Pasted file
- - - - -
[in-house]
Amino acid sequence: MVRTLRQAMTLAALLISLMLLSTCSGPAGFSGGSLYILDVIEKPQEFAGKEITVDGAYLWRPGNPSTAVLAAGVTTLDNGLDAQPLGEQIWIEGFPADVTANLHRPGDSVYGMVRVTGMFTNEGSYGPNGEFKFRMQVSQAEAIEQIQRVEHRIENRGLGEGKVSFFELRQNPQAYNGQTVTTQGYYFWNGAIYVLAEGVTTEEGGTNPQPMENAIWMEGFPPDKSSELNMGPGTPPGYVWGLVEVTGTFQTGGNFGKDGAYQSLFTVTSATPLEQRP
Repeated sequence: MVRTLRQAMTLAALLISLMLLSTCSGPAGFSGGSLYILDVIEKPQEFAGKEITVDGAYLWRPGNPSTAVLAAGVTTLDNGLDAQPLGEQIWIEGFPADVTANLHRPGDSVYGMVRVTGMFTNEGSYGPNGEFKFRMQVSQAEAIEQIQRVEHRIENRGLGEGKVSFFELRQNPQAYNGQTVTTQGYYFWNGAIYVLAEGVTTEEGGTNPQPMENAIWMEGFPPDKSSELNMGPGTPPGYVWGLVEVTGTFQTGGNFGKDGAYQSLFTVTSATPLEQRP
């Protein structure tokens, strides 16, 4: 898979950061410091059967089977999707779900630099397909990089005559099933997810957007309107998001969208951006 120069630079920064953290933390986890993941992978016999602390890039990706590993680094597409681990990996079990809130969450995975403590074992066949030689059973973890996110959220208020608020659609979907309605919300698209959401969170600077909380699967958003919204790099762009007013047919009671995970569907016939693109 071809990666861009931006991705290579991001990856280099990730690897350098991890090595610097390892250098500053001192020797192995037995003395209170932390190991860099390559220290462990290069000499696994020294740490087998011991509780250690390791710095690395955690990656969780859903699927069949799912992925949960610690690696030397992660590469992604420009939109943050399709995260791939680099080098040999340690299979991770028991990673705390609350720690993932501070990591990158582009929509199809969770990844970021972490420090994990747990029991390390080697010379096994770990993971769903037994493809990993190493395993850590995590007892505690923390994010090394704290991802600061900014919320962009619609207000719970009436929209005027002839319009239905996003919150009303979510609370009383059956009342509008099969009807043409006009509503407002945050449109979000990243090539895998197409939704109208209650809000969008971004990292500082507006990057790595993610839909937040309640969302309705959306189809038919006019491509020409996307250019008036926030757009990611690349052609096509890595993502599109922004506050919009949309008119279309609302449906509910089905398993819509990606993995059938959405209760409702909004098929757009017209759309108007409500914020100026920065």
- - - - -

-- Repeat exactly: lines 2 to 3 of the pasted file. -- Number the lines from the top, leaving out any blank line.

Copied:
Amino acid sequence: MVRTLRQAMTLAALLISLMLLSTCSGPAGFSGGSLYILDVIEKPQEFAGKEITVDGAYLWRPGNPSTAVLAAGVTTLDNGLDAQPLGEQIWIEGFPADVTANLHRPGDSVYGMVRVTGMFTNEGSYGPNGEFKFRMQVSQAEAIEQIQRVEHRIENRGLGEGKVSFFELRQNPQAYNGQTVTTQGYYFWNGAIYVLAEGVTTEEGGTNPQPMENAIWMEGFPPDKSSELNMGPGTPPGYVWGLVEVTGTFQTGGNFGKDGAYQSLFTVTSATPLEQRP
Repeated sequence: MVRTLRQAMTLAALLISLMLLSTCSGPAGFSGGSLYILDVIEKPQEFAGKEITVDGAYLWRPGNPSTAVLAAGVTTLDNGLDAQPLGEQIWIEGFPADVTANLHRPGDSVYGMVRVTGMFTNEGSYGPNGEFKFRMQVSQAEAIEQIQRVEHRIENRGLGEGKVSFFELRQNPQAYNGQTVTTQGYYFWNGAIYVLAEGVTTEEGGTNPQPMENAIWMEGFPPDKSSELNMGPGTPPGYVWGLVEVTGTFQTGGNFGKDGAYQSLFTVTSATPLEQRP